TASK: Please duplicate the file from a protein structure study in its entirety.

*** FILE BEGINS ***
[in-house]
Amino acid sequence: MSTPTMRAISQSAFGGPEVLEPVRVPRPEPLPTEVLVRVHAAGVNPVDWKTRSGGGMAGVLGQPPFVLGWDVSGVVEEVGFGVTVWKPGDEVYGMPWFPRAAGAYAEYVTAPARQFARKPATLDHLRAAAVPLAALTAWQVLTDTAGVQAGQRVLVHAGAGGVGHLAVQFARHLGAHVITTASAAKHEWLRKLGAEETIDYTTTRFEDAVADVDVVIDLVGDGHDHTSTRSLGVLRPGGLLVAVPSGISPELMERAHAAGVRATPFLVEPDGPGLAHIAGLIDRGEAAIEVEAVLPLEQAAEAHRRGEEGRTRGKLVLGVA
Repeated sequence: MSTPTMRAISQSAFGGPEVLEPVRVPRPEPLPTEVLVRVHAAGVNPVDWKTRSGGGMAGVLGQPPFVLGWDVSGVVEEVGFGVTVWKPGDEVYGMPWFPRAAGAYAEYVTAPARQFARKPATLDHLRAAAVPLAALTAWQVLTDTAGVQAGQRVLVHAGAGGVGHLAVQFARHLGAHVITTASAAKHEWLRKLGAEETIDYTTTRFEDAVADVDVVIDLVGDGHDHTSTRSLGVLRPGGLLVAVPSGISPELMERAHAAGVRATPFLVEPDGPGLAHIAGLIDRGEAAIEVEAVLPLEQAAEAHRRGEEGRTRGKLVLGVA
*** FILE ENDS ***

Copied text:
[in-house]
Amino acid sequence: MSTPTMRAISQSAFGGPEVLEPVRVPRPEPLPTEVLVRVHAAGVNPVDWKTRSGGGMAGVLGQPPFVLGWDVSGVVEEVGFGVTVWKPGDEVYGMPWFPRAAGAYAEYVTAPARQFARKPATLDHLRAAAVPLAALTAWQVLTDTAGVQAGQRVLVHAGAGGVGHLAVQFARHLGAHVITTASAAKHEWLRKLGAEETIDYTTTRFEDAVADVDVVIDLVGDGHDHTSTRSLGVLRPGGLLVAVPSGISPELMERAHAAGVRATPFLVEPDGPGLAHIAGLIDRGEAAIEVEAVLPLEQAAEAHRRGEEGRTRGKLVLGVA
Repeated sequence: MSTPTMRAISQSAFGGPEVLEPVRVPRPEPLPTEVLVRVHAAGVNPVDWKTRSGGGMAGVLGQPPFVLGWDVSGVVEEVGFGVTVWKPGDEVYGMPWFPRAAGAYAEYVTAPARQFARKPATLDHLRAAAVPLAALTAWQVLTDTAGVQAGQRVLVHAGAGGVGHLAVQFARHLGAHVITTASAAKHEWLRKLGAEETIDYTTTRFEDAVADVDVVIDLVGDGHDHTSTRSLGVLRPGGLLVAVPSGISPELMERAHAAGVRATPFLVEPDGPGLAHIAGLIDRGEAAIEVEAVLPLEQAAEAHRRGEEGRTRGKLVLGVA